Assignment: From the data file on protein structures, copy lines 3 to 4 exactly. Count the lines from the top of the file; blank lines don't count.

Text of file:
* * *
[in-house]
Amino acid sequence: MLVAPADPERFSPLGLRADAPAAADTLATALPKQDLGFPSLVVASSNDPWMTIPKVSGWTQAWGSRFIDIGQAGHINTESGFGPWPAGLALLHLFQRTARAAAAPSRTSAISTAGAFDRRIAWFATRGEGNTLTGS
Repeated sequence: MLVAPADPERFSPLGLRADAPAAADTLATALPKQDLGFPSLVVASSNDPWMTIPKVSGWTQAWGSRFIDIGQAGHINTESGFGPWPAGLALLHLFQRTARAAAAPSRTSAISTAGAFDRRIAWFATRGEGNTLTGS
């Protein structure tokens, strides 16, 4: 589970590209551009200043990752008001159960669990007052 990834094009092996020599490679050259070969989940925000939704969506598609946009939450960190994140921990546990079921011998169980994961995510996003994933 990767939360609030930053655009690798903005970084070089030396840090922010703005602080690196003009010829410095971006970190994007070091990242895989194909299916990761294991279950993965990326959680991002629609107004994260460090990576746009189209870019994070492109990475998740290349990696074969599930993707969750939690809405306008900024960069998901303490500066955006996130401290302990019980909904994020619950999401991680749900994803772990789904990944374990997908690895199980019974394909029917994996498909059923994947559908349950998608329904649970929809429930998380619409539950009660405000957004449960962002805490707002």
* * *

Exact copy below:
Repeated sequence: MLVAPADPERFSPLGLRADAPAAADTLATALPKQDLGFPSLVVASSNDPWMTIPKVSGWTQAWGSRFIDIGQAGHINTESGFGPWPAGLALLHLFQRTARAAAAPSRTSAISTAGAFDRRIAWFATRGEGNTLTGS
């Protein structure tokens, strides 16, 4: 589970590209551009200043990752008001159960669990007052 990834094009092996020599490679050259070969989940925000939704969506598609946009939450960190994140921990546990079921011998169980994961995510996003994933 990767939360609030930053655009690798903005970084070089030396840090922010703005602080690196003009010829410095971006970190994007070091990242895989194909299916990761294991279950993965990326959680991002629609107004994260460090990576746009189209870019994070492109990475998740290349990696074969599930993707969750939690809405306008900024960069998901303490500066955006996130401290302990019980909904994020619950999401991680749900994803772990789904990944374990997908690895199980019974394909029917994996498909059923994947559908349950998608329904649970929809429930998380619409539950009660405000957004449960962002805490707002």